Lots of Little in the Garden – What Are They Up To?

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Little things are absolutely everywhere, so come with me for my macro therapy. I call this the little world in my backyard, and there is more to be seen than can ever be seen. Stuff has rarely been seen too.

I shoot macro when I need to slow down, relax and take a breather. I need to slow down and be aware of my surroundings. It really is like therapy. It teaches me something about what I am shooting and a bit of spirituality as well. I reflect on life and the way in which it lives in my small wilderness.

It is humbling. It is also an unwelcome feeling of dominion knowing I make a place for these creatures too. I look at it as sharing, but I also control and mold the environment as well.

Although I like to travel and see more of what the world offers, I still wonder what is happening on my small piece of this planet. In fact, as much as I like shooting wildlife and places requiring lots of travel, I have to say I find a lot of wonderful subjects right at home.

So What Does Happen When We Choose To Notice?

The fly above was blowing a water bubble that grew and grew. There are many theories on flies blowing bubbles that I found when researched, and I may do a post on it sometime. So to prove my point, nature in the small realm is really kinda cool.

This ant above and below was hauling a pill bug back to its nest and traveled over fifteen feet of concrete pavers in the hot sun. It got to the end and, with all its might, pulled the heavy load over the edging. I had to run in for the camera when I saw its long and harrowing travel.

Actually, the world is magical.

It is constantly offering so much to us and for so little in return.

Augochlora Sweat Bee

It is funny how we crave the proverbial “grass on the other side of the fence” yet whine when we have to cut it on our side.

Walt Whitman said,” To me, every hour of the light and dark is a miracle, every cubic inch of space a miracle.”

The grass lays a stage for the flowers to perform, so I see the grass as not the many evil things. Critters live in grass too. Most homeowners want to kill, but some we kill and wish we didn’t. Fireflies which we rarely see anymore can rest in the grass during the day. So it makes leaving it to grow longer a good thing environmentally.

I may have a few words on fireflies too. I miss them from when they were plentiful.

Observing the insects going about their business in my tiny urban Eden reminds me of another excellent thought.

“There is no delight in owning anything unshared.” The Seneca

I used my Nikon Micro-Nikkor 105mm f2.8 lens for these images and handheld the camera.

If you recognize the small parts of any of the plants, you know these insects are small. That is a single Viburnum berry above the tiny resting spider in the image below. In the next post, this tiny hunter gets a meal.

The tiny ant is looking for nectar in the unopened flower buds of Trumpet Vine. Next post, he enlists help from his small army.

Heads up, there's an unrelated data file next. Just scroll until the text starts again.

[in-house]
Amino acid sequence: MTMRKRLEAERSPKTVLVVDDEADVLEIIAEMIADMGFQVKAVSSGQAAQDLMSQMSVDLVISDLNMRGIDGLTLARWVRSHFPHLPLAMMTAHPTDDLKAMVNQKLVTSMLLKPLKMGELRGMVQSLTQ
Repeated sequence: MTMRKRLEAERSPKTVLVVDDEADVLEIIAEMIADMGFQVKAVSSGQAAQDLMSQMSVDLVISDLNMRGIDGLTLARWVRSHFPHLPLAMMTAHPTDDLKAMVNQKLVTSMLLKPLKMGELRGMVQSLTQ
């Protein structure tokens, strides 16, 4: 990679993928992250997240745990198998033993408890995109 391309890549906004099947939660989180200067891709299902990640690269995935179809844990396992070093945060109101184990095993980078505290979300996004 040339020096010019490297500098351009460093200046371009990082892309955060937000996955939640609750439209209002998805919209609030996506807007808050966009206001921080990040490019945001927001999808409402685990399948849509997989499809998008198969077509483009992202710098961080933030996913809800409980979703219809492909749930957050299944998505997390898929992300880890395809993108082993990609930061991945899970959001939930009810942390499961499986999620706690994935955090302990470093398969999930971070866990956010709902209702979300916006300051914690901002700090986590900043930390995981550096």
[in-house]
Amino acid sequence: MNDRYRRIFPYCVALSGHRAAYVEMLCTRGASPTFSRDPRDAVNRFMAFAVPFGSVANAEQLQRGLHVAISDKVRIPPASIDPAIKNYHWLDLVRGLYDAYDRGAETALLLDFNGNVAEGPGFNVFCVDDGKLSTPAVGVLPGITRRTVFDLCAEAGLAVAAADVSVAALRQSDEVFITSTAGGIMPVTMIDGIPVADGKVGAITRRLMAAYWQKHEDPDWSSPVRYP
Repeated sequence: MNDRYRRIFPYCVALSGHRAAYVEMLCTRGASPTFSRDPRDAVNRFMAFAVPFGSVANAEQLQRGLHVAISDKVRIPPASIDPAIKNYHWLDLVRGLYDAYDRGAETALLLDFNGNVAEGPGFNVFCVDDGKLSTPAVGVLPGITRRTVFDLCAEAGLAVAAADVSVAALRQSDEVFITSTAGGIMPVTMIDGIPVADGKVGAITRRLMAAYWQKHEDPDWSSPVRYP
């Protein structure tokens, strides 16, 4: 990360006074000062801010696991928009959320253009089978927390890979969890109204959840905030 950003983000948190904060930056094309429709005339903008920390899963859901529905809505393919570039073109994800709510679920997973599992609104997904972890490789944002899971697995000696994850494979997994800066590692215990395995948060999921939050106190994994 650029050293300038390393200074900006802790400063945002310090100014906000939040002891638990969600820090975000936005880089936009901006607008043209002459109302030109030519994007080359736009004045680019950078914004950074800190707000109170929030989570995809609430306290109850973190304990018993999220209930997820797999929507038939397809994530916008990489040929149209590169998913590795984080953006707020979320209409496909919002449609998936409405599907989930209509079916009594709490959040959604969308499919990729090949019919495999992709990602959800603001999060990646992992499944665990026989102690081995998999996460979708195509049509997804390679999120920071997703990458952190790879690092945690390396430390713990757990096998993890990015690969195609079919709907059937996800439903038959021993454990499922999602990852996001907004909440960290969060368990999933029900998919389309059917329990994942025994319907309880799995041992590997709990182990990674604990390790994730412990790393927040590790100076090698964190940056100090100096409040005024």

Little Bee

The rose below is a carpet rose standard, and you all know how small each individual flower is on a carpet rose. The rose flower dwarfs the tiny Sweat Bee.

I recently learned a new way of thinking in the art of making a photograph. It has the element of looking closely at your subject and seeing it with fresh eyes.

Some kind of Bumblebee. I think only honeybees and bumblebees have pollen baskets.

Contemplative Photography is a method for seeing the world in fresh ways, revealing a richness and beauty normally hidden from view. One makes images based on new perceptions rather than preconceptions and rules.

“It is an expression of the purely visual nature of reality as it unfolds in front of us at the moment.” It sounds a bit new age and is much heavier than I can explain, but it has a lot to do with “mindfulness” and seeing in varied ways. 

I have been doing this type of Photography or at least trying without knowing it had a name. In my tab Garden Moments, I say, “A simple moment where you pause, stop and choose to remember. It is where you look at what is around you just a little differently, appreciate the simple, cherish the ordinary, praise the uncomplicated.”

Each little insect has its own beauty of form, not to mention the contradiction of what is pretty and that which is not.

Robber Fly, I think.

Note that this amounts to a hill of beans, but it helps build a purpose for what I choose to photograph anyway.

My purpose was to see the unseen. These insects are very small, much smaller than typical bees and flies. The wasp above is like a giant compared to the rest of our actors.

Hover Fly

Besides being tiny and hard to photograph, many of these insects are hard to identify as well. I am guessing on some, but I did read where many resemble another, and even the experts need more than a photo to make a positive ID.

Long-legged Fly
Golden Fly may be in the family Tachinidae

I get amazed by the small. Big trees, big mountains, big oceans, and the big sky make us feel small in a vast world.

Mydas Fly, I think.

Each insect has a purpose, and so does each flower.

As I said, there are so many insects, ones we don’t see because they are just so tiny. Others are big and beautiful; they all make up the world of magic that is a garden.

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